[ALUG] RPi SD backup/restore
mark at more-solutions.co.uk
Wed Sep 20 12:53:45 BST 2017
On 19 September 2017 at 17:58, <steve-ALUG at hst.me.uk> wrote:
> Could you not just use the built-in sd-card backup/cloning utility?
Which one do you mean? I'm aware of one that clones a running Pi to an
SD card in a USB port connected to the Pi, but that doesn't really
lend itself to keeping backups off the Pi.
> If you don't want to back-up to a separate sd card or USB stick, you
> could use a mock drive (I think you create a fixed-size file, then
> format it, then mount it) and backup to that.
That would create a 4GB backup of a 4GB SD card though, which I'm
tying to avoid. (Yes it compresses, but not as well or as quickly as
using tar to backup just the files in the first place).
> Alternatively, grab the source for the new sd-card backup utility
> and bodge it to backup to where you want it to.
I did look at this (if it's the same tool) and took some inspiration
from it, but it was easier to write something from scratch in the end.
> Re your backup utility, can I ask a stupid question? If backing
> up a windows filesystem, in order to create a faithful bootable
> backup, certain files have to be in certain locations. Is the
> same true with a PI-backup.
I believe not. The Pi doesn't use a boot sector the way a PC does, and
certainly my own experiments so far have confirmed that creating the
partition and copying the files across works fine. However I do note
that a lot of tools seem to use DD to copy the partition table and the
first partition across so I'm not 100% sure I'm not missing something.
(So far I've done lots of runs without issue though.)
> If not, is there any point in backing up the sfdisk stuff?
> More fundamentally, if not, just back up the files with
> tar, gzip, zip or other.
Well I still need to create partitions on the new SD card (the FAT one
for /boot and the Ext4 one for /). sfdisk was one way to do that
although I'm looking to change that as a direct copy isn't appropriate
if restoring a 4GB backup to an 8GB card. Ideally I want the FAT
partition to be kept the right size, and the ext4 partition to be
whatever is left. And also I want to support more than 2 partitions,
as for my own use I want to have a read only / partition and a
read/write partition for /var, so that loss of power can't stop it
booting, and nor can runaway log files. So I want to support N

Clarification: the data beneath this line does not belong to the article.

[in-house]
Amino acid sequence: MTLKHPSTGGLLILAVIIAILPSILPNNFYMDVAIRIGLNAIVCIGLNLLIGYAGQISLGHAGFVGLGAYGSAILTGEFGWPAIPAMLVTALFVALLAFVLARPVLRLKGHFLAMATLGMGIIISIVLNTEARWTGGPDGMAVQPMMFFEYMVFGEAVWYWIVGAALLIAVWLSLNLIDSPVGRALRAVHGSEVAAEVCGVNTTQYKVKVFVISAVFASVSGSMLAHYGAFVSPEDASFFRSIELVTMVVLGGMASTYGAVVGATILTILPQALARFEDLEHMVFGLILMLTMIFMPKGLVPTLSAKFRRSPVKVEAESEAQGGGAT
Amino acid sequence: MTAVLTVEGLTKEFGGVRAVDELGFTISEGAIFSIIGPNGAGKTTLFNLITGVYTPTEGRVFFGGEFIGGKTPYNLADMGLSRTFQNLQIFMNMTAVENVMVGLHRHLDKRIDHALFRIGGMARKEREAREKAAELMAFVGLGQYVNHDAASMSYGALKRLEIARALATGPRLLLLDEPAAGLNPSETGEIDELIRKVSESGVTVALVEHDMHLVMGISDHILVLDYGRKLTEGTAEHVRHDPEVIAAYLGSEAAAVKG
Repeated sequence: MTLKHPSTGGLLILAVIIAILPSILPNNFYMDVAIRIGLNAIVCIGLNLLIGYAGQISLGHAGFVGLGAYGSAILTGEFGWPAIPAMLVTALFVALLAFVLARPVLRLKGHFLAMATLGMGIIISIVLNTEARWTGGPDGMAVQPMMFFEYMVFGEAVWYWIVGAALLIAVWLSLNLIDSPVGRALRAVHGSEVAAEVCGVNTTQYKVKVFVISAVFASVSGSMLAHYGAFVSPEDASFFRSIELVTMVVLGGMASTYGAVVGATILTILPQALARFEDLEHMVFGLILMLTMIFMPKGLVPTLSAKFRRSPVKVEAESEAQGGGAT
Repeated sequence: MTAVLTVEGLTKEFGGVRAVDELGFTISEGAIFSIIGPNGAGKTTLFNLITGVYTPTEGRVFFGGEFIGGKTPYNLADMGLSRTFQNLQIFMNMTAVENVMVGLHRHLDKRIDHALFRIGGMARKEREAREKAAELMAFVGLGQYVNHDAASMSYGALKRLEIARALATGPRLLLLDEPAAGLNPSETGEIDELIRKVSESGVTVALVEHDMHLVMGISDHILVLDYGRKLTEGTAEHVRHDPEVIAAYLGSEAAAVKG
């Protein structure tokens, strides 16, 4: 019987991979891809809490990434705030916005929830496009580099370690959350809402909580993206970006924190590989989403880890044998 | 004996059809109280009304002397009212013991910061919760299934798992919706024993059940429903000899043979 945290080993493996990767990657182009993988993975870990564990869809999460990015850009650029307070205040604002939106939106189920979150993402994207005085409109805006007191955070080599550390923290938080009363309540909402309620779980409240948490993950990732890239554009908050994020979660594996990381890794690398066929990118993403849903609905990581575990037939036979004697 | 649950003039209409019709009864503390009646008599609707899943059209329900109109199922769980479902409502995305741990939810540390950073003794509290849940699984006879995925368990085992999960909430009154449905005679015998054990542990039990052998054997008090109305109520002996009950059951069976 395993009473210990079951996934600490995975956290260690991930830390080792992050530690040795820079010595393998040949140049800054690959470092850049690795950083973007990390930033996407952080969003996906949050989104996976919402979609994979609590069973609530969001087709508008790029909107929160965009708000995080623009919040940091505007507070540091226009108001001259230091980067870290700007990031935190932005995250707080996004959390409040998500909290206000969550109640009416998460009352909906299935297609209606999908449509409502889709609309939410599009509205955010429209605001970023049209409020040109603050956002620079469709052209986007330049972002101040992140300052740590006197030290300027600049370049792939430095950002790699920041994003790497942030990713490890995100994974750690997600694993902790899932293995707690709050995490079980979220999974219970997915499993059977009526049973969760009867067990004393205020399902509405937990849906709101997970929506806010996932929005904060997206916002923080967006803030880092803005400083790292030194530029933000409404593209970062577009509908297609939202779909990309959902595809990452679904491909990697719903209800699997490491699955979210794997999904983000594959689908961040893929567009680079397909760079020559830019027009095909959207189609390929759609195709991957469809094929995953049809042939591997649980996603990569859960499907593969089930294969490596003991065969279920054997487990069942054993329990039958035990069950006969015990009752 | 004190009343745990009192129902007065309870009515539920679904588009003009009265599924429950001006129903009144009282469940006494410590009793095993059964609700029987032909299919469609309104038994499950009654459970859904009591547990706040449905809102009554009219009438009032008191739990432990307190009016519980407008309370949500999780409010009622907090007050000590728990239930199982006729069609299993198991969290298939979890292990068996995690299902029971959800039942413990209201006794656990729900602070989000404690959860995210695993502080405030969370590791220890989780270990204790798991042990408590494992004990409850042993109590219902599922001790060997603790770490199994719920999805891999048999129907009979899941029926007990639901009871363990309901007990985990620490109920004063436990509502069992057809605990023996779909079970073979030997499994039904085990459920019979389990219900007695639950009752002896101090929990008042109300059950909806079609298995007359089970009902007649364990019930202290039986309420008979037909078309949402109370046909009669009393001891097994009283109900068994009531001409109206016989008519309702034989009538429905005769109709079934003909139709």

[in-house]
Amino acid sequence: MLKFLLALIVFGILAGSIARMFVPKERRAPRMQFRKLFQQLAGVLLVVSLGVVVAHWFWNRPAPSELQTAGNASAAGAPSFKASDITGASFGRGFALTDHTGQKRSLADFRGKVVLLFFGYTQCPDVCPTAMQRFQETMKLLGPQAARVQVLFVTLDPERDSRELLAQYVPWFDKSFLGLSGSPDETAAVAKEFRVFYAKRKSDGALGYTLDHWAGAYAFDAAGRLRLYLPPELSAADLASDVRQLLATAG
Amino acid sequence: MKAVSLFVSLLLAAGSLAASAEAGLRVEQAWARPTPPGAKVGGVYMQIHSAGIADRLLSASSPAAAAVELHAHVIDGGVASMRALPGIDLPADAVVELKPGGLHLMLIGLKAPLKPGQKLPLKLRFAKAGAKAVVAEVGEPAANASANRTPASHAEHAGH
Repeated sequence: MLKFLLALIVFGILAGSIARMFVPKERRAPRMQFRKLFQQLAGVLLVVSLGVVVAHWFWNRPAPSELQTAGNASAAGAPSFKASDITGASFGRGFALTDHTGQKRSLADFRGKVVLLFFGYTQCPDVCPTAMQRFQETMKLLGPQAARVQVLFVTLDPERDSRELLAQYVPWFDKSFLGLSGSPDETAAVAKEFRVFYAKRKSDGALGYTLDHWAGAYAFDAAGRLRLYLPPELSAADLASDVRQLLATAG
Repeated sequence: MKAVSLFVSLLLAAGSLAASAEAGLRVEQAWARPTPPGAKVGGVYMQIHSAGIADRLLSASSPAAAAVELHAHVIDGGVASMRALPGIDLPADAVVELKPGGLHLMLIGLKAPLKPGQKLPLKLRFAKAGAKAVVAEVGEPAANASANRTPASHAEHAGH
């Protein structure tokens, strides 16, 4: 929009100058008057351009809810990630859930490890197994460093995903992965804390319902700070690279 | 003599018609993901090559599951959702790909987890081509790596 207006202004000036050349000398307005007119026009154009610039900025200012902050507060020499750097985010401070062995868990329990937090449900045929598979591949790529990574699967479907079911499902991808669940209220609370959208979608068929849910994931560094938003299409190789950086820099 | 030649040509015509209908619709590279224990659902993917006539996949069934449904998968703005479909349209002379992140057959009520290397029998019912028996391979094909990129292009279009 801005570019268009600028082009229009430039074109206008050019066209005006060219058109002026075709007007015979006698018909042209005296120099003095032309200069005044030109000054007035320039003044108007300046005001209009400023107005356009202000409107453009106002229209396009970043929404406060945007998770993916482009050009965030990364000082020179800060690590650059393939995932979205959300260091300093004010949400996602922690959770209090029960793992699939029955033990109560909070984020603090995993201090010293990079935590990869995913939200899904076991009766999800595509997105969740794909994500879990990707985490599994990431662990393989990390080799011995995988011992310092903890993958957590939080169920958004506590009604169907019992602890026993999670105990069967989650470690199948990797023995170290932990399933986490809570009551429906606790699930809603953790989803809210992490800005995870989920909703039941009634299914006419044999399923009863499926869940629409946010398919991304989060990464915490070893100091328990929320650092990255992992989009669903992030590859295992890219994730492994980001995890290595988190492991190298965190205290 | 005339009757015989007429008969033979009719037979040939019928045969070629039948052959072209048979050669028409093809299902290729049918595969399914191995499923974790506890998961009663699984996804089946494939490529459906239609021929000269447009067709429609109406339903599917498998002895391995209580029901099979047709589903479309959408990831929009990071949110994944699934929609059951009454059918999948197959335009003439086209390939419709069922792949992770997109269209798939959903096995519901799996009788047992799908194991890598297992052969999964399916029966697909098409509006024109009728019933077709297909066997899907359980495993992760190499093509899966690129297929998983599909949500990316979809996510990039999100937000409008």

partitions (N>=2), and have the Nth partition take up whatever space
is left with the others copied faithfully.
> For what it's worth, I occasionally backup using DD to
> an image file, which I then zip to save space.
DD is fine for occasional use, but it's slow - especially when you
have maybe 1GB used on a 16GB card but DD has to copy the whole thing,
and empty space isn't necessarily zeroed so won't always compress
well. A dd backup also isn't easy to extract files from (not compared
with a .tar.gz file anyway). Tar also has the advantage of being able
to ignore files (so the backup can optionally skip log files, apt
archives, /tmp, etc). Basically: dd is designed to take an accurate
copy of the disk, warts and all, without any knowledge of the
filesystem(s), and it does that well. But having something that
understands the filesystem brings additional benefits.
> I also have a daily Backuppc backup. Backuppc
> is a pig to set up, but, when it works, it works well.
> It has the advantage (and possible pitfall), that it
> backs up only one copy of a file - so if you have 2
> Pis and 2 linux machines, and they all have the
> same version of a library file installed, only one
> copy will be saved. This saves tons of space. The
> disadvantage of course is that if that copy of the
> file gets corrupted, then all the copies will be corrupted.
I use backuppc for other things here in the office. However I wanted
something much smaller and simpler to work only with the Pi.
I do now have early but working versions of rpi-backup.sh and
rpi-restore.sh if anyone is interested (one day I'll try and get them
onto github if there's any interest but I need to stop playing with
this now it's working and do some real work!) With hindsight I should
have used python as it's more portable (eg to Windows, especially if
compiled) but hindsight is a wonderful thing!
Mark Rogers // More Solutions Ltd (Peterborough Office) // 0844 251 1450
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